Norway offers more aid to Syria

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The Norwegian government has decided to donate another NOK 460 million in humanitarian aid to Syria, an amount that Foreign Minister Børge Brende says is one of the country’s largest single amounts of foreign aid ever. He hopes it will encourage other countries to donate generously as well, to help ease the worst humanitarian crisis in decades.

Norwegian Foreign Minister Børge Brende, shown here at the international donor conference in Kuwait on Wednesday, offered NOK 460 million in additional aid for those displaced by the civil war in Syria. PHOTO: Utenriksdepartementet/Frode Overland Andersen

Norwegian Foreign Minister Børge Brende, shown here at the international donor conference in Kuwait on Wednesday, offered NOK 460 million in additional aid for those displaced by the civil war in Syria. PHOTO: Utenriksdepartementet/Frode Overland Andersen

The money will be distributed both within Syria and its closest neighbours, Jordan and Lebanon, which have been dealing with staggering amounts of Syrian refugees streaming over the borders. Syria’s bloody civil war has sent more than 2 million desperate men, women and children into both Jordan and Lebanon along with Turkey, which are all struggling to meet their demands for help.

“This is one of the biggest single contributions Norway has made throughout its history,” Brende told Norwegian Broadcasting (NRK) Wednesday. “It’s because we now face the biggest humanitarian crisis in our century, and it’s growing day by day.”

Norway donated NOK 635 million in humanitarian aid to the victims of the Syrian conflict last year and had donated a total of NOK 850 million since the civil war broke out. The new amount announced Wednesday brings Norway’s aid level up to NOK 1.3 billion (USD 213 million).

Pressuring Syrian authorities from Kuwait
Brende was in Kuwait on Wednesday to attend the second international conference of donor countries for Syria. The conference was being held in cooperation with the United Nations and led by UN Secretary General Ban Ki-moon. Brende said he intended to talk with his counterparts from Russia and Iran in the hopes they can put pressure on Syrian authorities to allow food, drinking water and medicine to get through to those who need it.

“I’m not especially optimistic that we’ll get access to those who need help (within Syria), but we’ll try,” Brende told NRK. “It’s completely unacceptable and a violation of basic humanitarian principles when aid isn’t allowed in.”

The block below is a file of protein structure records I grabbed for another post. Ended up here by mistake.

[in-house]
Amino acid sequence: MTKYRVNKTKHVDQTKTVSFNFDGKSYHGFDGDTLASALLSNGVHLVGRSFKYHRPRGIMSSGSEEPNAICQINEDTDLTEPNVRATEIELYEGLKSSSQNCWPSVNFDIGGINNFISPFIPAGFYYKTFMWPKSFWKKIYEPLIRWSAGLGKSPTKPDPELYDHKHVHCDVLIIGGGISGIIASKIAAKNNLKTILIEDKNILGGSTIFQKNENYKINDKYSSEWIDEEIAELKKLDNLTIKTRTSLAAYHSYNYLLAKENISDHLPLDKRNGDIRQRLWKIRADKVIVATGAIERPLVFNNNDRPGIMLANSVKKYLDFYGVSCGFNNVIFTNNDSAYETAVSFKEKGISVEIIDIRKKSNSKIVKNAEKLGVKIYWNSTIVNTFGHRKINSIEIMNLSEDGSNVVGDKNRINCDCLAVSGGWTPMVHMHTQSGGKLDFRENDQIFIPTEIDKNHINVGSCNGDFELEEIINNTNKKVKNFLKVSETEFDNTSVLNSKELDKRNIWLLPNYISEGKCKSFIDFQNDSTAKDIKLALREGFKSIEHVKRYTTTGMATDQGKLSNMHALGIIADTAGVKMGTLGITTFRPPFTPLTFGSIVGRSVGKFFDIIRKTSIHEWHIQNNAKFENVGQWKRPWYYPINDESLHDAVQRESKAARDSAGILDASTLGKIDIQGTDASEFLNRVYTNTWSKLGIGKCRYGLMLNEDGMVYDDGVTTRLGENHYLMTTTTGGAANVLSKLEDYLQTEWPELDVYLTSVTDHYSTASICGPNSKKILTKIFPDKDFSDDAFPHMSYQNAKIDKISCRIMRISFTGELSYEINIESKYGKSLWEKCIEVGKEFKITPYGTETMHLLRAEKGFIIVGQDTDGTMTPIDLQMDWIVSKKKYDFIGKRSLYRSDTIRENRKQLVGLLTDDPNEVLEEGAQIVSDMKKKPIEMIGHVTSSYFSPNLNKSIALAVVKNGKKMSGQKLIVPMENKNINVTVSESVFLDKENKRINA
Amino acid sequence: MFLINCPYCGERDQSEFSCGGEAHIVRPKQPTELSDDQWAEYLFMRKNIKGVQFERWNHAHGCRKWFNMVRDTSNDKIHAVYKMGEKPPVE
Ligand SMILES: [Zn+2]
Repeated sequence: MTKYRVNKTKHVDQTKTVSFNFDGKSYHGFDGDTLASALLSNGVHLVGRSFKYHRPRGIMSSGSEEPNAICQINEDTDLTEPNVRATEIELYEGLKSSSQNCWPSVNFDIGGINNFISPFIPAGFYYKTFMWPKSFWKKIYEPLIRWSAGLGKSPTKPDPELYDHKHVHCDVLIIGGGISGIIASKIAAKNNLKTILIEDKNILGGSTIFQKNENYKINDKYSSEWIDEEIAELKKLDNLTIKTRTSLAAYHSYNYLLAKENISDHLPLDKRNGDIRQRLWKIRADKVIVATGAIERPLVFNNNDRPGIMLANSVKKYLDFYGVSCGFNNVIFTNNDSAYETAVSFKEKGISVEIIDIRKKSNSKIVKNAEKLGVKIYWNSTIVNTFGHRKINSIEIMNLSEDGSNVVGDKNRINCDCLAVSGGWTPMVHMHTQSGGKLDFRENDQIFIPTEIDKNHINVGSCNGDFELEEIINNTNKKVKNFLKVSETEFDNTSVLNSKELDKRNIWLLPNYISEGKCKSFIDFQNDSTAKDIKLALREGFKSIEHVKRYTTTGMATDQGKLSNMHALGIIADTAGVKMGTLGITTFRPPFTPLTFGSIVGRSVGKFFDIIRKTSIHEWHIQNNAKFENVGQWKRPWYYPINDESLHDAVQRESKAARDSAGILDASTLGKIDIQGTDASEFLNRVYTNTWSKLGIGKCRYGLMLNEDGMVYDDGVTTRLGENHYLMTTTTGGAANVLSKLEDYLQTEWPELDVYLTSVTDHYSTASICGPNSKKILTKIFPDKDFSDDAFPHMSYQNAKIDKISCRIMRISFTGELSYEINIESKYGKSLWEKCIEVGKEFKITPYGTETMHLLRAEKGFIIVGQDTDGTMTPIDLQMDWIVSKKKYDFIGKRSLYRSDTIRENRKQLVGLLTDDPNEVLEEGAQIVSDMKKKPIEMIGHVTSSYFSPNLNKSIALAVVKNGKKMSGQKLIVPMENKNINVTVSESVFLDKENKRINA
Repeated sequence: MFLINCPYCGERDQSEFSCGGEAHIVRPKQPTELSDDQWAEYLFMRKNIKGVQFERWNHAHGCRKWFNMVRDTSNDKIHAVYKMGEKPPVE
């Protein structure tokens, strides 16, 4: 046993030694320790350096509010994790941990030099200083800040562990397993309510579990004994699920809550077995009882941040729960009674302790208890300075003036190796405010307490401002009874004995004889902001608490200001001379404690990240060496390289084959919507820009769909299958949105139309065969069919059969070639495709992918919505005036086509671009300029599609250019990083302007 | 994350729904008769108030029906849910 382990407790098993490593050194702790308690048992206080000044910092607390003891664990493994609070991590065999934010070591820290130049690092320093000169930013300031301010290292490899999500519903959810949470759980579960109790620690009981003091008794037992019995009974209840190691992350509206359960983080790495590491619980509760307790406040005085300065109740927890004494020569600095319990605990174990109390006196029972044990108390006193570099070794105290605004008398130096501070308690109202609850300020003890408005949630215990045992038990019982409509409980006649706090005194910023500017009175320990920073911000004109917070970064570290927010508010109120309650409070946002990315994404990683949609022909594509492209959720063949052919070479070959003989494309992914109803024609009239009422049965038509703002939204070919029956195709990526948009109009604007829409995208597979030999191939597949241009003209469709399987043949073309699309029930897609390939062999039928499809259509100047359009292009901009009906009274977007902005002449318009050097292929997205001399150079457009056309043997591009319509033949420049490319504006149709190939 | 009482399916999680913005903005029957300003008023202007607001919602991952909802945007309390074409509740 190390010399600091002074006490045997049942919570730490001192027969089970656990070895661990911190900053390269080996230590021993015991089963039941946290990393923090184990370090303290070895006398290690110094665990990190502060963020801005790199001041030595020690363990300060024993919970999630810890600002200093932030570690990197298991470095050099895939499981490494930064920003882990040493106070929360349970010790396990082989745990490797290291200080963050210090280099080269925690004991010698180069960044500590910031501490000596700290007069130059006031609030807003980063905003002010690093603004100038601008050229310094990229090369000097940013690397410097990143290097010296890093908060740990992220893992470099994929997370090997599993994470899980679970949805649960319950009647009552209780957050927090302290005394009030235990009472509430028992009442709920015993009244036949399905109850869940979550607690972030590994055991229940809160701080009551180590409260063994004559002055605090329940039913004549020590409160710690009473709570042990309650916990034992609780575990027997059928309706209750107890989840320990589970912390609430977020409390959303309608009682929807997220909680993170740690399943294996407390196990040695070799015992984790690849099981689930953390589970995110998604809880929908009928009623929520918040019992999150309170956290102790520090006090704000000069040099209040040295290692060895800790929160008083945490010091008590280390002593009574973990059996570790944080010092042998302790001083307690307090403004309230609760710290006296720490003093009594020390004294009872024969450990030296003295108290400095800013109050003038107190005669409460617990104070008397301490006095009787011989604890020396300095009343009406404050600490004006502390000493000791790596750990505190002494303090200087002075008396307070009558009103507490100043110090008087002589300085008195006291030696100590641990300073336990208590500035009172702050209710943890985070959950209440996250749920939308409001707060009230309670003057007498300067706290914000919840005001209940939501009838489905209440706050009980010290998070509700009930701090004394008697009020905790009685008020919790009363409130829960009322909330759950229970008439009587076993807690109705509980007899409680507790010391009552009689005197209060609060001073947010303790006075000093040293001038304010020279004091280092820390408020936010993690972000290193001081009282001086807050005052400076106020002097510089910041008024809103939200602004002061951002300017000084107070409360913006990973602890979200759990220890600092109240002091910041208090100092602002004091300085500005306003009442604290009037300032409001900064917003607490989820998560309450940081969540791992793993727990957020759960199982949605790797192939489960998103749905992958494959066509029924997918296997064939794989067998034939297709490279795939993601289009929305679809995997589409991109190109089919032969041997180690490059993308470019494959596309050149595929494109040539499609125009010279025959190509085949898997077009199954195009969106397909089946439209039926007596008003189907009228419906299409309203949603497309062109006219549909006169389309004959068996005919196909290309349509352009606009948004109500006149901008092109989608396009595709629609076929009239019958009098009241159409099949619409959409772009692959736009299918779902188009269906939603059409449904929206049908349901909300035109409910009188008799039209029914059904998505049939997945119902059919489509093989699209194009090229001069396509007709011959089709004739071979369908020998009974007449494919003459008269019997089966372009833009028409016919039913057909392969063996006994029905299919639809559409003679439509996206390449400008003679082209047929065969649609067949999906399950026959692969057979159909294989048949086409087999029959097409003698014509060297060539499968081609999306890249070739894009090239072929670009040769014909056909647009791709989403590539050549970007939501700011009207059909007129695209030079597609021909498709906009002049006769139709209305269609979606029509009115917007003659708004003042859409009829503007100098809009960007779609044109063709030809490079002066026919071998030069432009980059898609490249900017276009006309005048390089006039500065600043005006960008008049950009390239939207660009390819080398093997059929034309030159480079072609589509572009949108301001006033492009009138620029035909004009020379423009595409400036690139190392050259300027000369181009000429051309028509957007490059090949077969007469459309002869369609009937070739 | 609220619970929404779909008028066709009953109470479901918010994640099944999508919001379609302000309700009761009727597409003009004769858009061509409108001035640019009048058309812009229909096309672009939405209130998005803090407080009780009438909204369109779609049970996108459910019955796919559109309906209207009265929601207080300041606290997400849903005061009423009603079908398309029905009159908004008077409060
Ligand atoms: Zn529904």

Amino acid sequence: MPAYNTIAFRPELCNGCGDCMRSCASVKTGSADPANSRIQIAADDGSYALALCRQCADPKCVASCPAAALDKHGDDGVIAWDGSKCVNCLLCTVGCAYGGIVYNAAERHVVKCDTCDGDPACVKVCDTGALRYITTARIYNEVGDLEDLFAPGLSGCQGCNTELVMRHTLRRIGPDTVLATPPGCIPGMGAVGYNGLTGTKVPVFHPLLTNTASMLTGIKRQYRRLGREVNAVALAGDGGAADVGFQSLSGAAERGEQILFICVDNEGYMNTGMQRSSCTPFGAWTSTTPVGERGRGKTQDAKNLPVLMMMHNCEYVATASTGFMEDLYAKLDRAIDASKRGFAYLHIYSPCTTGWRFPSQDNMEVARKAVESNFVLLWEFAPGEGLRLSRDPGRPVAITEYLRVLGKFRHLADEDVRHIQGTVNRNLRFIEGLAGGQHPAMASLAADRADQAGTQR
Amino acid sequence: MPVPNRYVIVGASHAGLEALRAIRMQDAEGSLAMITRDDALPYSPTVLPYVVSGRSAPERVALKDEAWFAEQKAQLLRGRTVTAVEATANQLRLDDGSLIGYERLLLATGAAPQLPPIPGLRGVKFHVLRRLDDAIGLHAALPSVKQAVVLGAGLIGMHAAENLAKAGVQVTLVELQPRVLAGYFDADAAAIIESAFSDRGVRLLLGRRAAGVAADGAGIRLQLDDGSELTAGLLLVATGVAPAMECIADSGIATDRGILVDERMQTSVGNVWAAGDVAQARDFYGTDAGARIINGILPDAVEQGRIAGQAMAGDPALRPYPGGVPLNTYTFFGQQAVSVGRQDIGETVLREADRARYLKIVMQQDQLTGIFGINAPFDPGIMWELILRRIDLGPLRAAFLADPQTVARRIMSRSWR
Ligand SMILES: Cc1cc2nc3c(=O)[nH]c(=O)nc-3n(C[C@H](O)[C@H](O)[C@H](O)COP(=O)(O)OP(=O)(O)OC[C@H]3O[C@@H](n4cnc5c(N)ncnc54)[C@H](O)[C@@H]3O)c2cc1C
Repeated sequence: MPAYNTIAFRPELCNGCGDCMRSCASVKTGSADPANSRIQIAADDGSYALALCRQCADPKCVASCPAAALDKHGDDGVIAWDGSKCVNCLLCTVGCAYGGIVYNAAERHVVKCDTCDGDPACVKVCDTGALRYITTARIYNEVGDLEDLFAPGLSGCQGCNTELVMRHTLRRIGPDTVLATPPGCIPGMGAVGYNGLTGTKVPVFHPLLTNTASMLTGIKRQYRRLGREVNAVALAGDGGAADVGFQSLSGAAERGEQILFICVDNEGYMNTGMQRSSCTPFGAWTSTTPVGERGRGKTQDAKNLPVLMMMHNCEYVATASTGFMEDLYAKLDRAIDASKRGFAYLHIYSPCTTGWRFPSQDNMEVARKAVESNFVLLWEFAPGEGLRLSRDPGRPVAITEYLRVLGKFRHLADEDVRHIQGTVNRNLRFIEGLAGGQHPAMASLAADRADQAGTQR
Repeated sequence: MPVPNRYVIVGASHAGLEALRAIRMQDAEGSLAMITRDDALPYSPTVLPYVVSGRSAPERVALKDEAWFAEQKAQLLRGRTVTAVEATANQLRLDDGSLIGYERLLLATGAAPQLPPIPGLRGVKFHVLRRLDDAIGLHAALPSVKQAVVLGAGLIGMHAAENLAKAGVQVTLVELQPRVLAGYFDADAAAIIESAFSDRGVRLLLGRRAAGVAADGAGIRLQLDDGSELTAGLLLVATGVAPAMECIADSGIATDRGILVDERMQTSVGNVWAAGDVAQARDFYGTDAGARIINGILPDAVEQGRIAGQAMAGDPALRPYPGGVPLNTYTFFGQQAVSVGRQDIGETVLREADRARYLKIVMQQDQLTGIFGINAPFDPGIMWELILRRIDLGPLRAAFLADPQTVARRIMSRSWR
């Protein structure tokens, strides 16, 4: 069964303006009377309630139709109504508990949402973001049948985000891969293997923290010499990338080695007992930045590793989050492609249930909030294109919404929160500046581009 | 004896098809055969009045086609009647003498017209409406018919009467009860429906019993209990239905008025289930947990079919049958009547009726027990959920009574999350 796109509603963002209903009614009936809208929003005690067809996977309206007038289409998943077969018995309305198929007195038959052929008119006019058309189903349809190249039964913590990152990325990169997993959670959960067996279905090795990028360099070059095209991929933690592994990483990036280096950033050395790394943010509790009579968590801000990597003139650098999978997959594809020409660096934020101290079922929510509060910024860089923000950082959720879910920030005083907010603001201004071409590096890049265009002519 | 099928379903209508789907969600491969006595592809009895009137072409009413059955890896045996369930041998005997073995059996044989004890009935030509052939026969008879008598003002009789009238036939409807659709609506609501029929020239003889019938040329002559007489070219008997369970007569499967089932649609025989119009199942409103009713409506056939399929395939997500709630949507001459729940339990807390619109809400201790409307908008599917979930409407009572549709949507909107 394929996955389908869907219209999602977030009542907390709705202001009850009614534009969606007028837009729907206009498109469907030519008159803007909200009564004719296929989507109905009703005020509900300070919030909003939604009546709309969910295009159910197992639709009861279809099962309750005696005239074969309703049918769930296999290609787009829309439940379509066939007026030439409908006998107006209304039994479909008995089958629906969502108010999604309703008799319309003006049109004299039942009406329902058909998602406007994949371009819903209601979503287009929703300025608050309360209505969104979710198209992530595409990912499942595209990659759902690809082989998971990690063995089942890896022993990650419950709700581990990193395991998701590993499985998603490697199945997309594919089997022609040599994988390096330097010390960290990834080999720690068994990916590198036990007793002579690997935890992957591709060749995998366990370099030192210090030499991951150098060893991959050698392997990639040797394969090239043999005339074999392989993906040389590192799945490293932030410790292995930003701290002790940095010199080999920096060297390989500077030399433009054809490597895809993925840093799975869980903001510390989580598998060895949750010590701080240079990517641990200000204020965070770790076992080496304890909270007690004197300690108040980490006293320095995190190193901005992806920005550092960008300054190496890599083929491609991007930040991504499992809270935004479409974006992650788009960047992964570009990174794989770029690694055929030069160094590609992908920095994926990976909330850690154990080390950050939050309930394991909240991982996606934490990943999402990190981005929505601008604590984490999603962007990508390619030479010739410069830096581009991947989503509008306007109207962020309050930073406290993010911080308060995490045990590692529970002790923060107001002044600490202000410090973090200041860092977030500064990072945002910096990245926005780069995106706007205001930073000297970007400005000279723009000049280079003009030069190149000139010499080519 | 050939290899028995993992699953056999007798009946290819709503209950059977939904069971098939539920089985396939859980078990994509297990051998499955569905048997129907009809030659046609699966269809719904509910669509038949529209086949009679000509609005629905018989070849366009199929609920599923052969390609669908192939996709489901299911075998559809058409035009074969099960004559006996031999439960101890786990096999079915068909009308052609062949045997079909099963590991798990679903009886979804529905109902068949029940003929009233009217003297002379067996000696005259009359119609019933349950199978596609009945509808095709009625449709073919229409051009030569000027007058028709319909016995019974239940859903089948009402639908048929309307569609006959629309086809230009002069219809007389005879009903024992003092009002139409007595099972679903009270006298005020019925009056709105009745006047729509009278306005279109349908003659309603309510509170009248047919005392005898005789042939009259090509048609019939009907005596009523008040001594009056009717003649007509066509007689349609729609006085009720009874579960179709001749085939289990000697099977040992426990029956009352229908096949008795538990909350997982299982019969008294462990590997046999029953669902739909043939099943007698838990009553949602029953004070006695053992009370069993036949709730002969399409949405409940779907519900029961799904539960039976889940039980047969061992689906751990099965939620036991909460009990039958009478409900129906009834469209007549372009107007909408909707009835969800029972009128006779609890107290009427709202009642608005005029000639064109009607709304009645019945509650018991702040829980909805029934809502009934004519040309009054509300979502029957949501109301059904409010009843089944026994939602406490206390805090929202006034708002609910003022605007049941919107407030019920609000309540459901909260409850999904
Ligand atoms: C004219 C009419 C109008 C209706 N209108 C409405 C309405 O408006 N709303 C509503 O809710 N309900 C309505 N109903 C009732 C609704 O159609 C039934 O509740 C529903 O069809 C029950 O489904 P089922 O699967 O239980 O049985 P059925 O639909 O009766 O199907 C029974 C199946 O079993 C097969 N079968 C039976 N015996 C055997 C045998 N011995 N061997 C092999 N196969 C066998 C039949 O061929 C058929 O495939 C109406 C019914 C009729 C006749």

It’s believed that more than 130,000 people have been killed since the civil war began in Syria in 2011, and more than 9 million Syrian civilians now need aid. Norway’s foreign ministry estimated that around 2.3 million of them are refugees and around 6.5 million have been forced from their homes within Syria.

‘Constructive contributor’
Norway already is among the world’s biggest donors of foreign aid in connection with the conflict in Syria and also is involved in transporting chemical weapons out of Syria. Norway was initially asked to take in the weapons and destroy them on Norwegian soil, but the government turned down the request on the grounds Norway lacked the experience to do so.

Instead, the Norwegian government and merchant marine are providing vessels, along with Denmark and the US, to carry the weapons out of Syria and destroy them on board. The most dangerous ones will be destroyed on board an American containership, while Norway is standing by with vessels in the Mediterranean.

“Norway always steps in and takes a broad perspective,” Sigrid Kaag, a career diplomat from the Netherands who’s in charge of the UN’s program to transport the weapons, told newspaper Aftenposten this week. She made it clear she was grateful for Norway’s participation.

“The country reported for duty early in the process and made a concrete proposal,” Kaag told Aftenposten. “Norway conducts itself in a respectful manner and is a very constructive contributor.”

‘Enormous’ need for help
Now Brende aims to set an example as a contributor to relief efforts for the Syrian civilian population. “The need for help is enormous,” Brende said. “It’s important that the global community at the conference in Kuwait mobilizes the necessary resources to cover the UN’s emergency appeals.”

He also called for an end to the civil war, claiming there was a “heavy responsibility” for that on the participants in next week’s conference in Montreux, where efforts will be made to find a political solution to the conflict.

newsinenglish.no/Nina Berglund